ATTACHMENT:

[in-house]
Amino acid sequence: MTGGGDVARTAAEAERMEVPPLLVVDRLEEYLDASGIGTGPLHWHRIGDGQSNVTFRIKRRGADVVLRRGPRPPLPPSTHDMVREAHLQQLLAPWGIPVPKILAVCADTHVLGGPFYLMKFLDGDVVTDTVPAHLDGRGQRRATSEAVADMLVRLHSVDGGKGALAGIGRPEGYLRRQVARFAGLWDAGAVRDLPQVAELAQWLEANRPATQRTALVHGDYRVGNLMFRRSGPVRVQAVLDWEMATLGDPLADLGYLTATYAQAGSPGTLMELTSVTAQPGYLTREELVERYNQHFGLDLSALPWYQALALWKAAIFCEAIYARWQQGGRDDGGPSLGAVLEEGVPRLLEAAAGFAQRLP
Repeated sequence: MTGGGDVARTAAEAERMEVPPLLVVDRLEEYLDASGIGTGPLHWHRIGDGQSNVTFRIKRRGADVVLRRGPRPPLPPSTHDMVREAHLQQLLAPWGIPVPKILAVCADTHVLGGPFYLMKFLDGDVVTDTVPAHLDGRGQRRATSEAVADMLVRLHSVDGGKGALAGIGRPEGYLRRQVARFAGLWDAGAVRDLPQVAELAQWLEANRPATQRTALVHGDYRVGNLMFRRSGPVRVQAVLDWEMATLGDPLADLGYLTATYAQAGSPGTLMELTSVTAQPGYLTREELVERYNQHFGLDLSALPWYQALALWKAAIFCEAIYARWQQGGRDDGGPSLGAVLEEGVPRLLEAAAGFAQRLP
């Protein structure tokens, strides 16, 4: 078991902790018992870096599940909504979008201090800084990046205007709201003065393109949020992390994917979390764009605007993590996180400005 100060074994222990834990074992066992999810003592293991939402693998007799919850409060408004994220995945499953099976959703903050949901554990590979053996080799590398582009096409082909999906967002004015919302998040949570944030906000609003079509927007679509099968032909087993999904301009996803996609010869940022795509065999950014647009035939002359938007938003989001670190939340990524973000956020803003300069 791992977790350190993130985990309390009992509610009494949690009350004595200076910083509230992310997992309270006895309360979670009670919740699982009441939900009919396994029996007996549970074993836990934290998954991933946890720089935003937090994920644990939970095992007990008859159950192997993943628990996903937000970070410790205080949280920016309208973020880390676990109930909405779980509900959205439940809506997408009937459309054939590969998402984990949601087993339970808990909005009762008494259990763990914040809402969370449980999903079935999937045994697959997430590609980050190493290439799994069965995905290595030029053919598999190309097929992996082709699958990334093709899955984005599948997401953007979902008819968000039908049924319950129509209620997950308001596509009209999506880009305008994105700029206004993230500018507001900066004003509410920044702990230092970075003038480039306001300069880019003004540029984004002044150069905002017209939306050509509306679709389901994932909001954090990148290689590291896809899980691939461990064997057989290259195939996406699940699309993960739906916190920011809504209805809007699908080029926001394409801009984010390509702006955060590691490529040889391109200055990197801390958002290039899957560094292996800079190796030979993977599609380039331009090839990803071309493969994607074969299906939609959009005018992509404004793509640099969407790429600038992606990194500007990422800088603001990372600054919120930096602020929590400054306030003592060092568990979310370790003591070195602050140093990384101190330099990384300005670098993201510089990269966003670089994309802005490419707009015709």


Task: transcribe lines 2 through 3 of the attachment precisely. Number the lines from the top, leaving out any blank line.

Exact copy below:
Amino acid sequence: MTGGGDVARTAAEAERMEVPPLLVVDRLEEYLDASGIGTGPLHWHRIGDGQSNVTFRIKRRGADVVLRRGPRPPLPPSTHDMVREAHLQQLLAPWGIPVPKILAVCADTHVLGGPFYLMKFLDGDVVTDTVPAHLDGRGQRRATSEAVADMLVRLHSVDGGKGALAGIGRPEGYLRRQVARFAGLWDAGAVRDLPQVAELAQWLEANRPATQRTALVHGDYRVGNLMFRRSGPVRVQAVLDWEMATLGDPLADLGYLTATYAQAGSPGTLMELTSVTAQPGYLTREELVERYNQHFGLDLSALPWYQALALWKAAIFCEAIYARWQQGGRDDGGPSLGAVLEEGVPRLLEAAAGFAQRLP
Repeated sequence: MTGGGDVARTAAEAERMEVPPLLVVDRLEEYLDASGIGTGPLHWHRIGDGQSNVTFRIKRRGADVVLRRGPRPPLPPSTHDMVREAHLQQLLAPWGIPVPKILAVCADTHVLGGPFYLMKFLDGDVVTDTVPAHLDGRGQRRATSEAVADMLVRLHSVDGGKGALAGIGRPEGYLRRQVARFAGLWDAGAVRDLPQVAELAQWLEANRPATQRTALVHGDYRVGNLMFRRSGPVRVQAVLDWEMATLGDPLADLGYLTATYAQAGSPGTLMELTSVTAQPGYLTREELVERYNQHFGLDLSALPWYQALALWKAAIFCEAIYARWQQGGRDDGGPSLGAVLEEGVPRLLEAAAGFAQRLP